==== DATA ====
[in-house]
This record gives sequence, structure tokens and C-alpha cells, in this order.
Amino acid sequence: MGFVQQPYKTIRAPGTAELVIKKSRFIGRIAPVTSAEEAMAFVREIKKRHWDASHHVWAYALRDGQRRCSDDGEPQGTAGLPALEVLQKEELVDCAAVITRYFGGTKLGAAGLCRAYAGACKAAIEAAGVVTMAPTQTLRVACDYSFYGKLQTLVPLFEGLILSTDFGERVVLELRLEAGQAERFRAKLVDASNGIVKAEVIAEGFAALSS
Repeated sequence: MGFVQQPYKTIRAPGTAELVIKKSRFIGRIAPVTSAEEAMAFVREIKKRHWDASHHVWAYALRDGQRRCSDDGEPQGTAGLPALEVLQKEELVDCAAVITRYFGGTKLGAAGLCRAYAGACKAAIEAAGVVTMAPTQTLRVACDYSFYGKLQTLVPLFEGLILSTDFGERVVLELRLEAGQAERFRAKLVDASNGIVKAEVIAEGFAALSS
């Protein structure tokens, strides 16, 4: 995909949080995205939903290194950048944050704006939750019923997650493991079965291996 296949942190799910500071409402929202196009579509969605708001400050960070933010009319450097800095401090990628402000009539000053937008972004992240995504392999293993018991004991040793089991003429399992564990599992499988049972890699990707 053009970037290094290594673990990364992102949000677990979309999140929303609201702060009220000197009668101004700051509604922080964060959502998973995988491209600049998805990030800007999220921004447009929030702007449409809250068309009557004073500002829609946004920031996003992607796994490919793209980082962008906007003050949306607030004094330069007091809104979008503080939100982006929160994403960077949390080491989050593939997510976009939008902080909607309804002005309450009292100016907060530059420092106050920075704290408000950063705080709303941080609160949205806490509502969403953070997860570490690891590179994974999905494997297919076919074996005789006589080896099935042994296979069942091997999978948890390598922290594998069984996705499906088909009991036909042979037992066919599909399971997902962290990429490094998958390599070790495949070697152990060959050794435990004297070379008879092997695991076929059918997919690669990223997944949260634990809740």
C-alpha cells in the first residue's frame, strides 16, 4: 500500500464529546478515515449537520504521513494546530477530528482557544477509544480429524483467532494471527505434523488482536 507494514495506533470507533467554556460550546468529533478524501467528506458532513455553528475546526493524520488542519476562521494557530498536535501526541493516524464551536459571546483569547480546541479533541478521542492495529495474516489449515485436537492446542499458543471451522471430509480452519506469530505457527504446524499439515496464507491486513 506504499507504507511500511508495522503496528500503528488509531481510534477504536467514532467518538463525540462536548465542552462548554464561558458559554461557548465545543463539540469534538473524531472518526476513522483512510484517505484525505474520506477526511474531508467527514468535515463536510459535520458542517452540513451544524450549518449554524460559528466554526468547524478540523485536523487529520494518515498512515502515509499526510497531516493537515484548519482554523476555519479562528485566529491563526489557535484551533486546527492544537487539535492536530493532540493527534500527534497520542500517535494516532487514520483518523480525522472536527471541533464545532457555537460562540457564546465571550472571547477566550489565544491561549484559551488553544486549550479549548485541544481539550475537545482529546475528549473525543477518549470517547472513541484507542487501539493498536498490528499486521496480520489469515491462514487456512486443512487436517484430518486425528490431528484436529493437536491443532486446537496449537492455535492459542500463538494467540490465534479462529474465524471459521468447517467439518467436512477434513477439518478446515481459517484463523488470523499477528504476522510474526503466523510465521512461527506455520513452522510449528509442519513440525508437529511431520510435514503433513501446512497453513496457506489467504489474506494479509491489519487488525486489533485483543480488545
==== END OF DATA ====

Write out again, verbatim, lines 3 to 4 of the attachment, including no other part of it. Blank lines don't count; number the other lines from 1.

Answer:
Amino acid sequence: MGFVQQPYKTIRAPGTAELVIKKSRFIGRIAPVTSAEEAMAFVREIKKRHWDASHHVWAYALRDGQRRCSDDGEPQGTAGLPALEVLQKEELVDCAAVITRYFGGTKLGAAGLCRAYAGACKAAIEAAGVVTMAPTQTLRVACDYSFYGKLQTLVPLFEGLILSTDFGERVVLELRLEAGQAERFRAKLVDASNGIVKAEVIAEGFAALSS
Repeated sequence: MGFVQQPYKTIRAPGTAELVIKKSRFIGRIAPVTSAEEAMAFVREIKKRHWDASHHVWAYALRDGQRRCSDDGEPQGTAGLPALEVLQKEELVDCAAVITRYFGGTKLGAAGLCRAYAGACKAAIEAAGVVTMAPTQTLRVACDYSFYGKLQTLVPLFEGLILSTDFGERVVLELRLEAGQAERFRAKLVDASNGIVKAEVIAEGFAALSS